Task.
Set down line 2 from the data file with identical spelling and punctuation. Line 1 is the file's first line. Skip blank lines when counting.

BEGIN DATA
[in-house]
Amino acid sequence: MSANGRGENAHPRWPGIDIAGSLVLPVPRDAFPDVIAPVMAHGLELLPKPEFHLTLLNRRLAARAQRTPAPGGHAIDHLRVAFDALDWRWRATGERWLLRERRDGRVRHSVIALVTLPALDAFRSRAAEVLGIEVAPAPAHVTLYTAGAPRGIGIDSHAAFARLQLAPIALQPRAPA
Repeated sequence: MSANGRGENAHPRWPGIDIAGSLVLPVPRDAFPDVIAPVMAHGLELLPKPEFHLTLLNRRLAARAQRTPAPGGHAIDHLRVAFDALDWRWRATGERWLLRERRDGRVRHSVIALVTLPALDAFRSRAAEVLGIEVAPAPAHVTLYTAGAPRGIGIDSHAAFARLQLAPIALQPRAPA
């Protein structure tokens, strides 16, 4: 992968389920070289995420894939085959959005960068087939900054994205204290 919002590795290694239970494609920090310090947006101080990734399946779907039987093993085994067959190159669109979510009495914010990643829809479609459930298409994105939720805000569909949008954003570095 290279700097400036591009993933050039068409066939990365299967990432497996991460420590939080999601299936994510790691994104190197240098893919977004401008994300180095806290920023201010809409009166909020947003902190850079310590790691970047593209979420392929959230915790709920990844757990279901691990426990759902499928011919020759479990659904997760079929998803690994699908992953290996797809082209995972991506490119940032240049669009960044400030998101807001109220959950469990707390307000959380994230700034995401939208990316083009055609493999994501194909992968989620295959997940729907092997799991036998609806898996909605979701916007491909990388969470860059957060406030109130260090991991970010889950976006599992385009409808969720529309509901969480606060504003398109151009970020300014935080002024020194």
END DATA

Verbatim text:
Amino acid sequence: MSANGRGENAHPRWPGIDIAGSLVLPVPRDAFPDVIAPVMAHGLELLPKPEFHLTLLNRRLAARAQRTPAPGGHAIDHLRVAFDALDWRWRATGERWLLRERRDGRVRHSVIALVTLPALDAFRSRAAEVLGIEVAPAPAHVTLYTAGAPRGIGIDSHAAFARLQLAPIALQPRAPA